For LGBT people of color, issues like housing and employment discrimination, access to affordable health care, and education are far more important, he says. While people may think these problems have been greatly reduced, Smail says, for LGBT people of color, they remain stubborn barriers.
California's Prop 8 might not have passed if LGBT activists had paid more attention to communities beyond West Hollywood and San Francisco, he says.
"It raised questions in the LGBT community of color," Smail says. "Whose civil rights are most important? Those bridges into other communities weren't built. They didn't have a strong coalition to combat the opposition. I don't think they [opponents of Prop 8] saw this coming."
The almost singular focus on same-sex marriage has largely ignored issues related to race, class, and violence, Smail says.
"Discrimination is multi-layered, including discrimination inside the LGBT community," he says. "In discussions around oppression, every individual, because of their status, is either privileged or they are targeted."
Few groups inside and outside the LGBT community are as targeted for violence and oppression as transgender people of color, Smail says — and what does marriage equality do for them?
Anne Tischer and Bess Watts can't walk more than a few steps into Equal Grounds, a café on South Avenue with a large LGBT clientele, without being stopped by friends and neighbors. The women call themselves "professional lesbians," a reference to their long history of activism.
Even though they are widely recognized in Rochester's LGBT community for their staunch support of marriage equality — they had a symbolic marriage ceremony in Washington Square Park in 2004 as an act of civil disobedience — they agree with Smail. Over the years, the Pride parade has essentially passed by certain people in the LGBT community, they say.
But in the post-SCOTUS era, they say, the movement isn't going to end. Instead, the LGBT community and activists are going to have to reassert themselves regarding basic needs, they say.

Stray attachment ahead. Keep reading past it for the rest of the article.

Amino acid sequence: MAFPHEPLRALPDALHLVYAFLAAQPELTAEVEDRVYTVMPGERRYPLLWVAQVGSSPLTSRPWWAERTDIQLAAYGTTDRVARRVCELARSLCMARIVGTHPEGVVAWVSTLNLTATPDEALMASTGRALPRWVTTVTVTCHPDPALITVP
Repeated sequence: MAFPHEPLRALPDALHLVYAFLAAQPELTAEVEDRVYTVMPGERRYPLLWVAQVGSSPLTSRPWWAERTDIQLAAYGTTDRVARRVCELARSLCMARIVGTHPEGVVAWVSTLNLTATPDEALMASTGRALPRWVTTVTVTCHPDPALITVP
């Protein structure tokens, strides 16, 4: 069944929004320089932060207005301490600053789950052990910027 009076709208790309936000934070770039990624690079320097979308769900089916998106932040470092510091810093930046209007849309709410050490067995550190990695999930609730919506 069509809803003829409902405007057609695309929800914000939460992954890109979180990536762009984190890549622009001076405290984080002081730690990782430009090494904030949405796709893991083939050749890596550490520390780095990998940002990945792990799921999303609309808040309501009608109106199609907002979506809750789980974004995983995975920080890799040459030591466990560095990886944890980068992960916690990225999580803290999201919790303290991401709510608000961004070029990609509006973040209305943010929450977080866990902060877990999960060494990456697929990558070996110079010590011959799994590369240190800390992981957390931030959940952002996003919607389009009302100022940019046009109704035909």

"We're going to go into a period of very hard activism," Tischer says. "We've got to push back on discriminatory practices in housing and employment."
And they say that even though there is less discrimination against some people in the community, acceptance is somewhat regional and could quickly dissolve.
The challenge, they say, is to cultivate a new, younger guard of LGBT activists.
"Trying to get people out to attend rallies and collect petitions is like pulling teeth," Tischer says. "Most LGBT people are unaware of their lack of basic rights until they're in a crisis."
And they say the hardest fight is still to come. Many LGBT activists want to continue with a strategy of addressing discriminatory practices, like bans on same-sex marriage, in a piecemeal manner. For instance: should the community pursue the Employment Non-Discrimination Act?
But critics of ENDA and piecemeal approaches say that some version of the ENDA bill has been making the rounds in Congress since the 1990's and has never gained any traction.
Since an addendum to the 1964 Civil Rights Act is almost impossible, would pursuing an all-encompassing LGBT rights bill be a better approach? Some activists say that would spark a national debate about LGBT rights, and would go a long way toward ending the treatment of lesbians, gays, bisexuals, and transgender Americans as second-class citizens.
"That's going to be the big fight," Tischer says.